Many such solutions are created at random initiallyand are collectively called as population. The fitnessfunction (Objective function) value is calculated forall the chromosomes (individuals) present in thepopulation and the best chromosomes are selected forthe successive crossover operation. Some of thetraditional selection mechanisms used to select parentchromosomes for crossover are Roulette Wheelselection, Tournament Selection, Rank Selection, etc.The better solutions are mated with each other toproduce much better solutions for next generations inthe process of crossover using any of the crossoveroperators like one-point crossover, two-pointcrossover etc. Mutation is a next step which is thendone with very low probability by randomlychanging some of the bits in order to introducegenetic diversity among the individuals. Thus thebasic idea behind Genetic Algorithm is that the abovegenetic operators like crossover, mutation are appliedto these chromosomes continuously in everygeneration to produce better individuals. If the newgeneration contains a solution that is near or equal tothe desired solution, then the algorithm terminatesand thus the problem has been solved. If not, the newgeneration will go through the same steps as theirparents did. This will be continued until a newsolution that is better than the previous one is reachedand thus it gradually evolves to an ideal solution.The key factors that are to be considered whileusing Genetic Algorithm are encoding scheme,population size, appropriate fitness function,selection and crossover mechanisms, crossover andmutation probability and finally the number of generations the algorithm is allowed to run. Thepopulation size is chosen by the user and utmost careshould be taken in determining it. Because if thepopulation size is too small, the algorithm searches inthe limited solution space and if it is too large, thealgorithm spends unnecessarily too much time infinding the solution. The success of GeneticAlgorithm depends on values determined from thefitness function for each chromosome which showshow close it actually is in reaching the solution of theproblem. Usage of fitness function which is notappropriate for the problem does not influence thealgorithm in reaching the final solution. Definingfitness function is thus a cru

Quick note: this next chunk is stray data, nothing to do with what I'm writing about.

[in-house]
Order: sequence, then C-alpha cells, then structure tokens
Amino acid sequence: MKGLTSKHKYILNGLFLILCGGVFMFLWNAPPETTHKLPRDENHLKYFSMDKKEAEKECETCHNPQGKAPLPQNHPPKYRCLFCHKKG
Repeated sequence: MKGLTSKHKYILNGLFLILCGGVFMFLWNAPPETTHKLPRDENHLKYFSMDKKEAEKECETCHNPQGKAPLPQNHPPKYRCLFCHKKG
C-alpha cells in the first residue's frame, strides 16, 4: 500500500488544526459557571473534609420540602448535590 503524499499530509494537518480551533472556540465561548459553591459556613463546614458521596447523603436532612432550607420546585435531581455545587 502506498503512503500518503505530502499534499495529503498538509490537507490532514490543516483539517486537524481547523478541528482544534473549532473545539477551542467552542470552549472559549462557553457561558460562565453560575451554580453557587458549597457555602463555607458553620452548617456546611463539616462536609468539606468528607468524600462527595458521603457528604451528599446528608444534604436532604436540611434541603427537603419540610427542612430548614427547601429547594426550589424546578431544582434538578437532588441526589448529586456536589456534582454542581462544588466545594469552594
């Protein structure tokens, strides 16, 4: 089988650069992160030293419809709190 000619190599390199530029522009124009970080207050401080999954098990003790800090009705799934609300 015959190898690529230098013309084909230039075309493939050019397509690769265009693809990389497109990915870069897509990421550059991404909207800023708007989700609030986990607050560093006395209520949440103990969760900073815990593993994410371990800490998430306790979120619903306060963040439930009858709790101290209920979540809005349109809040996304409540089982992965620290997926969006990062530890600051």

cial part in designer‟s
point of view. All selection schemes try to find thebest chromosomes for crossover, but they differ in
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 International Journal of Computer Information Systems,Vol. 3, No. 2, 2012
the way they select chromosomes and each one canbe suitable for different types of problems. Thecrossover and mutation probability determines thenumber of chromosomes allowed for mating andrandom flipping respectively.The "Traveling Salesman Problem" (TSP) is acommon NP hard problem that can be used to test theeffectiveness of Genetic Algorithm. The travelingsalesman probl